Sorensen and Medina in "The End of Australia’s National Broadband Network?" (June 2016) deliver what some describe as a scathing assessment of the NBN. The Coalition Government first set out to build a copper broadband network for cities and terrestrial wireless for regional areas in 2007. Then a new ALP government canceled the contracts for the copper broadband, and also abandoned its own hybrid policy (2007), instead switching to FTTP fibre for cities. A later Coalition government then adopted the ALP's previous FTTN hybrid policy, scaling back the FTTP. This is hardly the first case in which a project is in difficulties due to political indecision.
The parts of the NBN which the politicians did not tinker with have gone well: the wireless for regional areas and satellites for remote. In my view the debate over FTTN v FTTP for homes in the city is of less importance, due to mobile broadband. It may not be worth installing fibre or copper for broadband to homes, as it is not homes where the consumer now wants the broadband, but on the mobile device in their hand.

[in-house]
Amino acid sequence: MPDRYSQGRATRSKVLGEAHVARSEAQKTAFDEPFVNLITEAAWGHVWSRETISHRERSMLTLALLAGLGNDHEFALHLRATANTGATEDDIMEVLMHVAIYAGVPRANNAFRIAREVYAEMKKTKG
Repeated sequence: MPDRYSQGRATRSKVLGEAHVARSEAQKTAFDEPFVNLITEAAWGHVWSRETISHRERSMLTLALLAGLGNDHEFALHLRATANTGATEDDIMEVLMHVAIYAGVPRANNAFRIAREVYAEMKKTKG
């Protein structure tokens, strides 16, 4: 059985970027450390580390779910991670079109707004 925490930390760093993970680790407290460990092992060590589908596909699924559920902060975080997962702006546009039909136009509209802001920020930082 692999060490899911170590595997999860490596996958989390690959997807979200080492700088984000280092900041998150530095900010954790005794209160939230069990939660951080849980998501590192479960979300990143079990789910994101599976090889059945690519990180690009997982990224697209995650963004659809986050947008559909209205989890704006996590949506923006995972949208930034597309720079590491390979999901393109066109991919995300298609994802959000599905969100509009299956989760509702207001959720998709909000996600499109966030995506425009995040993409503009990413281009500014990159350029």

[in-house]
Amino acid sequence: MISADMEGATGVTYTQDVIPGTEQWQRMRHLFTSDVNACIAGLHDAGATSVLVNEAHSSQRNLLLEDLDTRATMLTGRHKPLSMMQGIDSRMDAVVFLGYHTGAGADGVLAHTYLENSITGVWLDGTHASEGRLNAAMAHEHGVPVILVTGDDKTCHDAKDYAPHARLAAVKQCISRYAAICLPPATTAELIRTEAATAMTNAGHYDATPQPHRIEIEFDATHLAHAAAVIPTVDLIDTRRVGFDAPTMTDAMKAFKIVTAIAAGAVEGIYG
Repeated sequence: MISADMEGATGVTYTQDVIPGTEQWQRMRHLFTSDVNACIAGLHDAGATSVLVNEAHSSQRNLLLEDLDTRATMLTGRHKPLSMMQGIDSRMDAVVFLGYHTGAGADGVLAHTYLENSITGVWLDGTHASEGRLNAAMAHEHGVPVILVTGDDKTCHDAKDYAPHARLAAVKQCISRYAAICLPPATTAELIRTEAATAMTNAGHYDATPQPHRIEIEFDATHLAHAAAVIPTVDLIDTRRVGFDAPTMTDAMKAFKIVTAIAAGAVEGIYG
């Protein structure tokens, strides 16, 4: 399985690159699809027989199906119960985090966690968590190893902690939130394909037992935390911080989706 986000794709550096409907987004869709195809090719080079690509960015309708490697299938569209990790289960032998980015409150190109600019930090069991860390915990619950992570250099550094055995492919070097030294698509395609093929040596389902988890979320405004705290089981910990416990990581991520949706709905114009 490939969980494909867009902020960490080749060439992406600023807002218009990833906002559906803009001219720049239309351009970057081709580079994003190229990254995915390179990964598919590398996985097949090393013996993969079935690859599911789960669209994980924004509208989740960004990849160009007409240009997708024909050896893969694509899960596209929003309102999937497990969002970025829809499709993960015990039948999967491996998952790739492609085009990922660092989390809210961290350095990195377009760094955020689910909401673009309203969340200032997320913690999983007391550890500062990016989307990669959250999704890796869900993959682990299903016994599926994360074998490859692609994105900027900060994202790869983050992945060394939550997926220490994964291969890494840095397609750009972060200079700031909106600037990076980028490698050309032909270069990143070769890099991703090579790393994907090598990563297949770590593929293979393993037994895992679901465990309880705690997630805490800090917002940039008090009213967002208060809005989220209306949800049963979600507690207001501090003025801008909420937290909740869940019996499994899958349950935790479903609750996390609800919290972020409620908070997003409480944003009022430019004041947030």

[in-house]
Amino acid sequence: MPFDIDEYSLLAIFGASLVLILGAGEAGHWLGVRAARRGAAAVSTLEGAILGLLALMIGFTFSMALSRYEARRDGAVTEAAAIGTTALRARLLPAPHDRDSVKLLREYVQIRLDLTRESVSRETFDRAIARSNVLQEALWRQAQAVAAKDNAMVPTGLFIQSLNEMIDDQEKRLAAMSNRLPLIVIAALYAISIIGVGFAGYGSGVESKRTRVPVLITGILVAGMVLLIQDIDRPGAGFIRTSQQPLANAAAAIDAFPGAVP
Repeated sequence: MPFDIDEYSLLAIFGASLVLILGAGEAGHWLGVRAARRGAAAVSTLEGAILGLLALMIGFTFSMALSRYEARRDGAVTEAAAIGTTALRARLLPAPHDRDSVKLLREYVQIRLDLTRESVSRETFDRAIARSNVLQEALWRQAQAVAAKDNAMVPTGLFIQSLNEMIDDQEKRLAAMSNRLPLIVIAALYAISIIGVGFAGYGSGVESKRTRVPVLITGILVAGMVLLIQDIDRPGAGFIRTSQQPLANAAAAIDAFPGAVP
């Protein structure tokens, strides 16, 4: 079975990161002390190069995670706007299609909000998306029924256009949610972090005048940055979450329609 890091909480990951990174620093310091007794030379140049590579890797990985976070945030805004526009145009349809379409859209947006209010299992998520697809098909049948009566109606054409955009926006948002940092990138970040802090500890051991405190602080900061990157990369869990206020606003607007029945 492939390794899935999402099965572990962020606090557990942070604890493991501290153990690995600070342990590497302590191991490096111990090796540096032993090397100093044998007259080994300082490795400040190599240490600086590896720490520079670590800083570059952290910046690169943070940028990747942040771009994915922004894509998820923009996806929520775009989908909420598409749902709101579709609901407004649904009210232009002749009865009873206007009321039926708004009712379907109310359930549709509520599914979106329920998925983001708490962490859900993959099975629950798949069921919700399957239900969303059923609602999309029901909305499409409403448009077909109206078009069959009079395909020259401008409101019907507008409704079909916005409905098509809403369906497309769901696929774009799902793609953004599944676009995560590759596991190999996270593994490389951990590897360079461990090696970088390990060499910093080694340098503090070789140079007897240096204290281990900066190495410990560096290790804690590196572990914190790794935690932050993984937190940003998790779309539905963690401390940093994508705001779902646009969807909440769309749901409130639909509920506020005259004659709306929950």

References:Coalition: Australia Connected: Fast affordable broadband for all Australians, Helen Coonan, Minister for Communications, Information Technology and the Arts, Media Release 80/07, 18 June 2007: https://web.archive.org/web/20070621082132/http://www.minister.dcita.gov.au/media/media_releases/australia_connected_fast_affordable_broadband_for_all_australians
ALP: New Directions for Communications - A Broadband Future for Australia – Building a National Broadband Network, March 2007: https://web.archive.org/web/20070606203548/http://www.alp.org.au/download/now/a_broadband_future_for_australia.pdf
Sorensen, Lucia Gamboa & Medina, Andrew. The End of Australia’s National Broadband Network?, Tech Policy Institute, June 2016. https://techpolicyinstitute.org/wp-content/uploads/2016/07/Sorensen_Medina_TheEndofAustraliasNationalBroadbandNetwork.pdf